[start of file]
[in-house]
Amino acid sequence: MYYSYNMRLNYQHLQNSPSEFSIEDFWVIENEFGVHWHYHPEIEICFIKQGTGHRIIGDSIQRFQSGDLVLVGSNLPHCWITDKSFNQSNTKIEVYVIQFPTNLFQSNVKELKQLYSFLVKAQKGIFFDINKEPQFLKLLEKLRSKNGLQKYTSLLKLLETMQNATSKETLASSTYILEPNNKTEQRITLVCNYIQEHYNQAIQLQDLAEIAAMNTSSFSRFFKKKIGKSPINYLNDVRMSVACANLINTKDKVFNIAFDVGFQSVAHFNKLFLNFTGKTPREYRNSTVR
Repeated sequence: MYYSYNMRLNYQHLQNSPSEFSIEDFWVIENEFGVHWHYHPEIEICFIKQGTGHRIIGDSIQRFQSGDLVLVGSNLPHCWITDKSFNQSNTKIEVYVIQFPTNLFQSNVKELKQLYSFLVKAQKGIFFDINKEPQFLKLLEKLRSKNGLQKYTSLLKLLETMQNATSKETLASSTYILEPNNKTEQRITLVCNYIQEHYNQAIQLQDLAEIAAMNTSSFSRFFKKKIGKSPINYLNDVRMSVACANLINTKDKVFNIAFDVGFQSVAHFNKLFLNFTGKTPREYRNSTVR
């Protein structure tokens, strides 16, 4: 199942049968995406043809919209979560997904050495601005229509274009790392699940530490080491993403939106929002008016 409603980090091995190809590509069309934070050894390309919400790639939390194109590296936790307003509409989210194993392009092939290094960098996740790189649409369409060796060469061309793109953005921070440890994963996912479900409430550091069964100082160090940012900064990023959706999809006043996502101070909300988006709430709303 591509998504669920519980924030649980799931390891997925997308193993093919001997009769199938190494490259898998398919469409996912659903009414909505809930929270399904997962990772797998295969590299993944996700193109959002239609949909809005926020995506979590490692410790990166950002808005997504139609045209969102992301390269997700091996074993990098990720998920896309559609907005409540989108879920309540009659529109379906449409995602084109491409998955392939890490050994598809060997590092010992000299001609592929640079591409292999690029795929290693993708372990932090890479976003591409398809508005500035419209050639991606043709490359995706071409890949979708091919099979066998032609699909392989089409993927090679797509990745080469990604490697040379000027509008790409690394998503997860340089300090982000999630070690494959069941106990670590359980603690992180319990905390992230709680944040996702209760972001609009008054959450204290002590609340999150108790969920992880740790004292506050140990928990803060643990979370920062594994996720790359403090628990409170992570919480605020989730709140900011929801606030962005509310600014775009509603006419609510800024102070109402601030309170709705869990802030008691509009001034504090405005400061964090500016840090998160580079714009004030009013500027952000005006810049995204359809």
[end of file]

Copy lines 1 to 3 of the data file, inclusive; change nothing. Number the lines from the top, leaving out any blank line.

[in-house]
Amino acid sequence: MYYSYNMRLNYQHLQNSPSEFSIEDFWVIENEFGVHWHYHPEIEICFIKQGTGHRIIGDSIQRFQSGDLVLVGSNLPHCWITDKSFNQSNTKIEVYVIQFPTNLFQSNVKELKQLYSFLVKAQKGIFFDINKEPQFLKLLEKLRSKNGLQKYTSLLKLLETMQNATSKETLASSTYILEPNNKTEQRITLVCNYIQEHYNQAIQLQDLAEIAAMNTSSFSRFFKKKIGKSPINYLNDVRMSVACANLINTKDKVFNIAFDVGFQSVAHFNKLFLNFTGKTPREYRNSTVR
Repeated sequence: MYYSYNMRLNYQHLQNSPSEFSIEDFWVIENEFGVHWHYHPEIEICFIKQGTGHRIIGDSIQRFQSGDLVLVGSNLPHCWITDKSFNQSNTKIEVYVIQFPTNLFQSNVKELKQLYSFLVKAQKGIFFDINKEPQFLKLLEKLRSKNGLQKYTSLLKLLETMQNATSKETLASSTYILEPNNKTEQRITLVCNYIQEHYNQAIQLQDLAEIAAMNTSSFSRFFKKKIGKSPINYLNDVRMSVACANLINTKDKVFNIAFDVGFQSVAHFNKLFLNFTGKTPREYRNSTVR